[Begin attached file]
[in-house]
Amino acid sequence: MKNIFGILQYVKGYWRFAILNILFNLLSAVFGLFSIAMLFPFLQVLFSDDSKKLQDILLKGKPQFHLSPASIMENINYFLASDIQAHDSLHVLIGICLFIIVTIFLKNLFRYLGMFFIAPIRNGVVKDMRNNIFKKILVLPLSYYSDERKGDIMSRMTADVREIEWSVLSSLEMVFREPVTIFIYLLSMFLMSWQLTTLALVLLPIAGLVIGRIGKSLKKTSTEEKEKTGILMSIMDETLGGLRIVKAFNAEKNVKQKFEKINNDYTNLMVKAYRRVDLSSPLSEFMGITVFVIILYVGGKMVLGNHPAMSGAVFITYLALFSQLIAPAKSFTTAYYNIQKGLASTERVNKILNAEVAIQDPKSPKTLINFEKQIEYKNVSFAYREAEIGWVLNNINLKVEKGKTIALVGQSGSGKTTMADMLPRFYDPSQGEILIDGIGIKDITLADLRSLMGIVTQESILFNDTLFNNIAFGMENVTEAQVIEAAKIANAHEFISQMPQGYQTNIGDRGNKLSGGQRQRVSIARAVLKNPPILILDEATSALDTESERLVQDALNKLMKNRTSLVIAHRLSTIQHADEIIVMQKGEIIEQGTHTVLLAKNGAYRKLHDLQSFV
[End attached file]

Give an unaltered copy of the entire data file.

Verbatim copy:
[in-house]
Amino acid sequence: MKNIFGILQYVKGYWRFAILNILFNLLSAVFGLFSIAMLFPFLQVLFSDDSKKLQDILLKGKPQFHLSPASIMENINYFLASDIQAHDSLHVLIGICLFIIVTIFLKNLFRYLGMFFIAPIRNGVVKDMRNNIFKKILVLPLSYYSDERKGDIMSRMTADVREIEWSVLSSLEMVFREPVTIFIYLLSMFLMSWQLTTLALVLLPIAGLVIGRIGKSLKKTSTEEKEKTGILMSIMDETLGGLRIVKAFNAEKNVKQKFEKINNDYTNLMVKAYRRVDLSSPLSEFMGITVFVIILYVGGKMVLGNHPAMSGAVFITYLALFSQLIAPAKSFTTAYYNIQKGLASTERVNKILNAEVAIQDPKSPKTLINFEKQIEYKNVSFAYREAEIGWVLNNINLKVEKGKTIALVGQSGSGKTTMADMLPRFYDPSQGEILIDGIGIKDITLADLRSLMGIVTQESILFNDTLFNNIAFGMENVTEAQVIEAAKIANAHEFISQMPQGYQTNIGDRGNKLSGGQRQRVSIARAVLKNPPILILDEATSALDTESERLVQDALNKLMKNRTSLVIAHRLSTIQHADEIIVMQKGEIIEQGTHTVLLAKNGAYRKLHDLQSFV